The bottom line is China has its claims and we have our claims. No court has ruled nor can any court rule on which sovereignty claim is legitimate. We cannot act like spoiled brats and be angry and shout, “What is ours is ours.” We cannot resolve the dispute through a thousand diplomatic protests or stupid games like our vessels playing cat and mouse with Chinese ships. The only option is to negotiate with China. But our leaders don’t seem to like that path. China has its national interests to pursue and we have ours.
I am glad there are others as qualified or even more knowledgeable than me in boldly debunking the US narratives, which are intended to drive a wedge between us and China that is challenging its hegemony in Asia.
Among these are veteran journalist Herman Laurel; former Manila Times columnist Sass Rogando Sasot who has an MA in international relations from Leiden University College in the Netherlands and who has also written a book “A Lighthouse Before A Troubled Sea: Essays on the. South China Sea Conflict”; Anna Malindog-Uy, who has an MA in Advanced European Studies and International Studies and is now writing her PhD dissertation in economics; Melissa Loja (a PhD in public international law); and Romel Bagares (an instructor in public international law in three universities) who have exposed the fraud that is the Murillo Velarde map, even hinting that it may have been a scam.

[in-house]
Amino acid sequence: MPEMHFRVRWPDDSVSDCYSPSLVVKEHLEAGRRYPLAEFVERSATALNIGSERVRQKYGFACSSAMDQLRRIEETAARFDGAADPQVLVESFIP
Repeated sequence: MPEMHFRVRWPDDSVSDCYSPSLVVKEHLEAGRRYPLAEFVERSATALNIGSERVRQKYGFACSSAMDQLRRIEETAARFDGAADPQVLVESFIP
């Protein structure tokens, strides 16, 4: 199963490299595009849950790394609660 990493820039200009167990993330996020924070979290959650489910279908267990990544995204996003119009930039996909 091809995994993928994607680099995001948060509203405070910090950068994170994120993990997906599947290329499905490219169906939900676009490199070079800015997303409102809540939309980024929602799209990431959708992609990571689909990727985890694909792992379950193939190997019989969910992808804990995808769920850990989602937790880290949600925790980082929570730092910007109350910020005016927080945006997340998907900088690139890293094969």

The 19th-century existentialist philosopher Soren Kierkegaard hit the nail right on its head when he wrote: “Truth always rests with the minority … because the minority is generally formed by those who really have an opinion, while the strength of a majority is illusory, formed by the gangs who have no opinion.”